Baczyński 1

And now, Baczyński. Songs, perhaps three or two, for baritone and piano, for Tomasz Konieczny.

I met Tomasz a few years ago, while collaborating on a kind of an audiovisual drama to a selection of texts from the Spoon River Anthology by E.L. Masters, to which we (along with Ingrida Gapova) were invited by Adam Dudek. It was a venture on the borderline of opera and installation, quite a revealing experience, in many ways. Its result (and Adam’s other interesting ideas, usually revolving around the physicality seen up close) can be seen here:

It was already then that Tomasz mentioned his fascination with Baczyński. We talked casually about poems, perhaps about songs, perhaps about a cantata. And now, not entirely unrelated to the 100th birth anniversary, the thing is gaining more concrete shape. I did think about Baczyński before, too. He is one of the very few Polish poets whose texts I can imagine in singing at all. Quietly intimate, yet truly harrowing poetry.

Baczyński died at the age of twenty-three. I could, in fact, have a son that age now, which is a strangely disturbing thought. I wonder if there is anything worth mentioning from the time when I was twenty-three myself. Mark Zuckerberg (being nineteen) created Facebook in that year, and Poland joined the EU. The Nobel Prize in Physics was awarded to Frank Wilczek, author of Fundamentals. 10 Keys to Reality, which was published a month ago.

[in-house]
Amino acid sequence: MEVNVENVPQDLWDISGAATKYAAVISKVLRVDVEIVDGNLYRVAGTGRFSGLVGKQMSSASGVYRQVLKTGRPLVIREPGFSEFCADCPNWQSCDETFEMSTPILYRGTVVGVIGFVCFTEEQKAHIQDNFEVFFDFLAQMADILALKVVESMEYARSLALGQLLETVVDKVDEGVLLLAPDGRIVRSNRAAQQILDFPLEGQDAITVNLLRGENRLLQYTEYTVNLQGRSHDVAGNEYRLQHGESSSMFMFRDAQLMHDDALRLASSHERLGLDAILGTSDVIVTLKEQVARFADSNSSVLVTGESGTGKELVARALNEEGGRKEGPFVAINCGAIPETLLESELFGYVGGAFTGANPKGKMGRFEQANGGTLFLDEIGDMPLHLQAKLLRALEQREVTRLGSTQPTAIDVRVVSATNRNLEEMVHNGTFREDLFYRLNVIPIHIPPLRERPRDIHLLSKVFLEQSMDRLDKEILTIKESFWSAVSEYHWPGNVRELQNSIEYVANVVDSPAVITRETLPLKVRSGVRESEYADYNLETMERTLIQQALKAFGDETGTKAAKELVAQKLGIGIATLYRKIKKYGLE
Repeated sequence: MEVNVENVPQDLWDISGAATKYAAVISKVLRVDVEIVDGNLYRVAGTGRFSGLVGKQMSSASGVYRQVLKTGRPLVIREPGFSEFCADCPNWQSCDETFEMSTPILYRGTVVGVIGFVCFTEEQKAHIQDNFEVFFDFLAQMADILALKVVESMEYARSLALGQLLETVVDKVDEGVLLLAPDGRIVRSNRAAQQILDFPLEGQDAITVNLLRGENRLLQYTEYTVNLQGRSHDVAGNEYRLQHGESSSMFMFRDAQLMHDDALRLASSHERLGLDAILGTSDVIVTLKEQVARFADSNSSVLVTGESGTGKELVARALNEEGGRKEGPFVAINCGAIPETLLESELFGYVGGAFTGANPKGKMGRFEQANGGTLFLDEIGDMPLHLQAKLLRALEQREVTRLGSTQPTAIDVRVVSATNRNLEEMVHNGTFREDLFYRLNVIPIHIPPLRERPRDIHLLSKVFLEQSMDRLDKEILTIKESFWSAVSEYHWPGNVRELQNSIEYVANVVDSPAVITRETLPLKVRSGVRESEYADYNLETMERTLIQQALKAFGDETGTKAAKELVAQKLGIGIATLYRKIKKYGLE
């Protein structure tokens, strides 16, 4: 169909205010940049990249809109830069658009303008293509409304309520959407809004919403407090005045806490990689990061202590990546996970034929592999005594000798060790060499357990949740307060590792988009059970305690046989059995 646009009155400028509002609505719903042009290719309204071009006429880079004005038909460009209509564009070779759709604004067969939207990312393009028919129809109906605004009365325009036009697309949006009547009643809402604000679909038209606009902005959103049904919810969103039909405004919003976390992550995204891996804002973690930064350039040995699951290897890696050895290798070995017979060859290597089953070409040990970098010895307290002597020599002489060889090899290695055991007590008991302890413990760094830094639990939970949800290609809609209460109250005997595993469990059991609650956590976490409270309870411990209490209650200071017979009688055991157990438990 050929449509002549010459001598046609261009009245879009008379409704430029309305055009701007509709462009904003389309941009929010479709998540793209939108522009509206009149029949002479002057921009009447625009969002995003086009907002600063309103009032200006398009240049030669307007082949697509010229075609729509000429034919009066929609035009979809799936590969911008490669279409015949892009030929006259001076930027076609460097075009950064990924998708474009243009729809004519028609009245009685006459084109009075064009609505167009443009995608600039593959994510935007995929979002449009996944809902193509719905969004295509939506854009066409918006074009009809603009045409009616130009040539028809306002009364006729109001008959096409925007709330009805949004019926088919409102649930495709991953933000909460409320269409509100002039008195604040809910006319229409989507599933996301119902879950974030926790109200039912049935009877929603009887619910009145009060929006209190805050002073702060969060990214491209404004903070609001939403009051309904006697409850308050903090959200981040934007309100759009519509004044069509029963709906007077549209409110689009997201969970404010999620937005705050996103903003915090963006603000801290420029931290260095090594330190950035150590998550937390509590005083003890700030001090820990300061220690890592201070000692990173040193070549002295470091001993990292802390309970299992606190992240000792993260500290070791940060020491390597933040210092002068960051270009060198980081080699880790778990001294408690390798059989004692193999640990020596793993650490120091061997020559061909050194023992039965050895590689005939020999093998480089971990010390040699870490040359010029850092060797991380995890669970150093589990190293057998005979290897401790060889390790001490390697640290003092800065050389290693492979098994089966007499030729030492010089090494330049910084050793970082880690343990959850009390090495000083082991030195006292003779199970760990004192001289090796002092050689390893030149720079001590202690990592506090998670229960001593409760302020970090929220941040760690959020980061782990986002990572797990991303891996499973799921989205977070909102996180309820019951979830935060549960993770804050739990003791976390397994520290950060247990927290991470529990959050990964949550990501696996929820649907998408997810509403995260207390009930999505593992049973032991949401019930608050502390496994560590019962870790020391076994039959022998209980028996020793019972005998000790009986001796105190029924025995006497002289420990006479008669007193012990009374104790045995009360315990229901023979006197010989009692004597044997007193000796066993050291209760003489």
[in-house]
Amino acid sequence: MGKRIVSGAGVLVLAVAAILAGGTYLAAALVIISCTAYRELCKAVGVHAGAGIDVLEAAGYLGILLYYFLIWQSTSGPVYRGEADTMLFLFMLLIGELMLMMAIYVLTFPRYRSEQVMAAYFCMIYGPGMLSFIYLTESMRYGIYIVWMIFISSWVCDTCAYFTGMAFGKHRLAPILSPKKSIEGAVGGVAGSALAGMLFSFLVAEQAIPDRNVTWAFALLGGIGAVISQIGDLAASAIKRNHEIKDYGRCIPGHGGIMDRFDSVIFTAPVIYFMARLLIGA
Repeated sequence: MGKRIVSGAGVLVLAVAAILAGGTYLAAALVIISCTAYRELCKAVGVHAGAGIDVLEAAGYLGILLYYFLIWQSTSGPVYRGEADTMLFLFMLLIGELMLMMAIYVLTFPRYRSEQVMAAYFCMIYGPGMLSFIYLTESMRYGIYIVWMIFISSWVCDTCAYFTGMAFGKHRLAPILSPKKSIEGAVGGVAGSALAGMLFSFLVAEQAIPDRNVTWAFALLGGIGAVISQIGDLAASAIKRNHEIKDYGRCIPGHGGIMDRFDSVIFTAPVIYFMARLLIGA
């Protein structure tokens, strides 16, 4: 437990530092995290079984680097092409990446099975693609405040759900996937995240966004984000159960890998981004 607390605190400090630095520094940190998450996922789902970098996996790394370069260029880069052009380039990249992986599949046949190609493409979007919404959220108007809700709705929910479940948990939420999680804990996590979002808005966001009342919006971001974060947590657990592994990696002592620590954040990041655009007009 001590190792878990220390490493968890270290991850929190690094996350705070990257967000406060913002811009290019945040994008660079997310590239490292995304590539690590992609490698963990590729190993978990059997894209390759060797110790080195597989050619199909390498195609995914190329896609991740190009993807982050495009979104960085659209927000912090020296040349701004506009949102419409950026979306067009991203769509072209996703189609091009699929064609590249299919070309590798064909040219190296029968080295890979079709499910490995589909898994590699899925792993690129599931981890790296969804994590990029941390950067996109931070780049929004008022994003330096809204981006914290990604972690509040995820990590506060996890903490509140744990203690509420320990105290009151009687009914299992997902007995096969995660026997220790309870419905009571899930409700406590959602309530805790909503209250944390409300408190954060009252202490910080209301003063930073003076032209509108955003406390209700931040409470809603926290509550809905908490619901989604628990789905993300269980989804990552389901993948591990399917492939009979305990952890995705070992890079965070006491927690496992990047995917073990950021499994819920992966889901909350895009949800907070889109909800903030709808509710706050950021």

Apart from Wilczek, I’m now reading Skin in the Game by Nassim Taleb. This is only one in an entire series of books talking about the issues of chance, risk and responsibility in today's world, in the context of finance and social relations, but with a decidedly universal message. The main thesis: for the sake of individual and common good, all actions in the world should be accompanied by the awareness that we are risking our own skin in the game . Quite a refreshing read.

Congratulations to the Prince of Cieszyn.

Tomasz sent his suggestions of poems to be considered. Good suggestions. I’m thinking.

(transl. Magdalena Małek-Andrzejowska)